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Thursday, March 13, 2014

Regency Ladies Gone Wild

Well-behaved women seldom make history.  

I’ve always loved this quote, not only for it’s humor, but also for the truth contained within it. History is written about those who do something, usually something that goes against the social rules of the times. Occasionally, notoriety even means gathering the courage to challenge the laws. Consider the women who marched for Women’s Suffrage. What about Rosa Parks? Change happens because non-conformists refuse to follow the status quo. Granted sometimes they aren’t motivated by the desire to make the world a better place, but it’s hard to deny they make it more interesting.

An ongoing discussion occurs in historical romance circles about heroines that behave differently from other women of the times. This is especially true in Regency romance. Some authors and readers feel strongly that a Regency lady never would have done things that go against social norms or take risks that could result in becoming ruined, so it shouldn't happen in fiction either. (It’s important to note that one’s reputation was as valuable to the 19th century upper classes as one’s accomplishments are to people today.) While I agree the average lady would follow most rules to the letter, well-behaved ladies seldom make interesting heroines, in my opinion.

Two authors who actually lived during the Regency era that wrote interesting female characters were Jane Austen and Emily Bronte. In Austen’s Sense and Sensibility, Miss Marianne Dashwood had no clue she should hide her emotions in polite society, and she did the unthinkable and wrote letters to a bachelor. Then there was Bronte’s Catherine from Wuthering Heights who behaved like a hoyden, running around with Heathcliff and spying on her neighbors. (Of course Catherine wasn’t a likeable young lady, but she wasn't boring.)

Even the mother of Regency romance, Georgette Heyer, wrote heroines who weren't deterred by societal expectations. Mary Challoner (Devil’s Cub) pretends to be her younger sister and meets the very rakish Marquis of Vidal to run away with him to save her sister from making a mistake. Mary believes the marquis will let her go once he learns she is the plain and very proper sister. It isn’t until Vidal discovers Mary's trickery, flies into a rage, and forces her to come to France that she realizes just how naïve she has been. The heroine in An Infamous Army, Lady Barbara Childe, Bab,  (An Infamous Army), is young widow who scandalizes Brussels by arriving at a ball with painted toenails and engages in flirtations to make gentlemen fall in love with her. And then - GASP - she dances twice with the hero, causing quite the stir.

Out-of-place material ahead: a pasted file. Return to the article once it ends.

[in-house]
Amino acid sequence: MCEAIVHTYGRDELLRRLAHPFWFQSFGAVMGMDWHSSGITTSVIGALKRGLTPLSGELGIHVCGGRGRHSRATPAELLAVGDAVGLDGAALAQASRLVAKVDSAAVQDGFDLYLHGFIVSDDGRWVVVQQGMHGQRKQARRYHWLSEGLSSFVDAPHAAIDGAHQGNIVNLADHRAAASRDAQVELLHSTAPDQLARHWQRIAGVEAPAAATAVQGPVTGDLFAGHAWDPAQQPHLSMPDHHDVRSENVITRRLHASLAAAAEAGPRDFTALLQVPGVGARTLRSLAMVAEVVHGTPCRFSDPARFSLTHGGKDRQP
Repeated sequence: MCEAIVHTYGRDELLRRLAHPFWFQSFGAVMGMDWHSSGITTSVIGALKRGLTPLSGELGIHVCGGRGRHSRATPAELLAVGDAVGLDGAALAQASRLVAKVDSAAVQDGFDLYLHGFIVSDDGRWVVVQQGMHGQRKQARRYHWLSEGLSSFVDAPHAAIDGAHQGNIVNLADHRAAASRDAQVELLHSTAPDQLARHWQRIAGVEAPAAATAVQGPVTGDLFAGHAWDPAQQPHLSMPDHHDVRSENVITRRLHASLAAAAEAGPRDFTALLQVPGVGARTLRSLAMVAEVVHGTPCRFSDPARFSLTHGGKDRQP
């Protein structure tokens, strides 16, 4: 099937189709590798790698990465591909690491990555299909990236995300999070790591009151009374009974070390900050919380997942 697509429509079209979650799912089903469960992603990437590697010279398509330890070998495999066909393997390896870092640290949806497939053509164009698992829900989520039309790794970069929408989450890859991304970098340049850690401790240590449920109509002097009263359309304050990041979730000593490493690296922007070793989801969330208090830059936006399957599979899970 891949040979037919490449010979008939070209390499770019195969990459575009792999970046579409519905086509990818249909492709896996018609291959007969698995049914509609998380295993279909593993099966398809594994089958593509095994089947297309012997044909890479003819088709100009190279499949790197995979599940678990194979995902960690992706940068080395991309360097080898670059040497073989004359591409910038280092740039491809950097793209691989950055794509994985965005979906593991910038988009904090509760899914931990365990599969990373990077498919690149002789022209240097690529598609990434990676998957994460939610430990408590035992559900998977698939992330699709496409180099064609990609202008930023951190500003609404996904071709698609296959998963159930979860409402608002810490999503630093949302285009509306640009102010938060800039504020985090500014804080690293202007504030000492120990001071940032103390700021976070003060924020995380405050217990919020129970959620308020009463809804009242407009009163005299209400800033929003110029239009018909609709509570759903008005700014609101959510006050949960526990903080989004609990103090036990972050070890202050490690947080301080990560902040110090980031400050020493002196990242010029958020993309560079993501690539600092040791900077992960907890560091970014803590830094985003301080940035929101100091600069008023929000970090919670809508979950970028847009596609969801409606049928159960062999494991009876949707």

As a reader, I don't mind a lady who misbehaves as long as she has a good reason for acting the way she does. What do you think? 

Are historical heroines who push the envelop or bend the rules interesting, or do they make you want to scream?  


  

6 comments:

  1. I don't mind a heroine who's not completely historically accurate but (like all things in books), I think it depends on how the author presents it.

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    1. I agree, Jennifer. Motivation carries a lot of weight, I think. In the Devil's Cub example, Mary is naive and it's easy to see her plan is going to be disastrous, but she's sympathetic because she really does think she can protect her sister. So I guess what I'm really saying is the heroine has to be sympathetic for me to give her some leeway. :)

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  2. I too don't mind the heroine bending the rules. Also long as it makes for a fun and enjoyable read and fits its purpose I'm all in! But if the said girl is just being a brat and is writien or told in such an unbelievable way then we might have a problem. I like the rebellion to be accomplishable.

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    1. Good points, Ki. I don't like bratty behavior either. A free-spirit, I don't mind. :)

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  3. If a heroine does something a bit humorous, I'm fine with that. I just don't like for one to overstep the bounds too much because that takes away from the time period for me. Sorry. I guess that makes me sound like a prude. :(

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    1. I don't think you sound like a prude, Connie. It's always interesting to me to hear what readers prefer. As my husband has always said to me, "It's okay. You like what you like.":)

      You've pointed out something I never thought about, but it's a great distinction. I'm much more onboard with the heroine behaving in a less conventional way when the story is clearly meant to be comedy.

      There are definitely times I'm probably seen as prudish. For example, a lady needed a chaperone or an escort of some kind. I don't care if the chaperone is really poor at the job, but one was needed. London was a dangerous place, even for men, so going out alone would be a big safety risk. So if a heroine does go out alone, she better know there are consequences and have a good reason for doing it anyway. I think what bothers me is if a character is blithely unaware of the social rules, and no one else in the book reacts to her breaking them.

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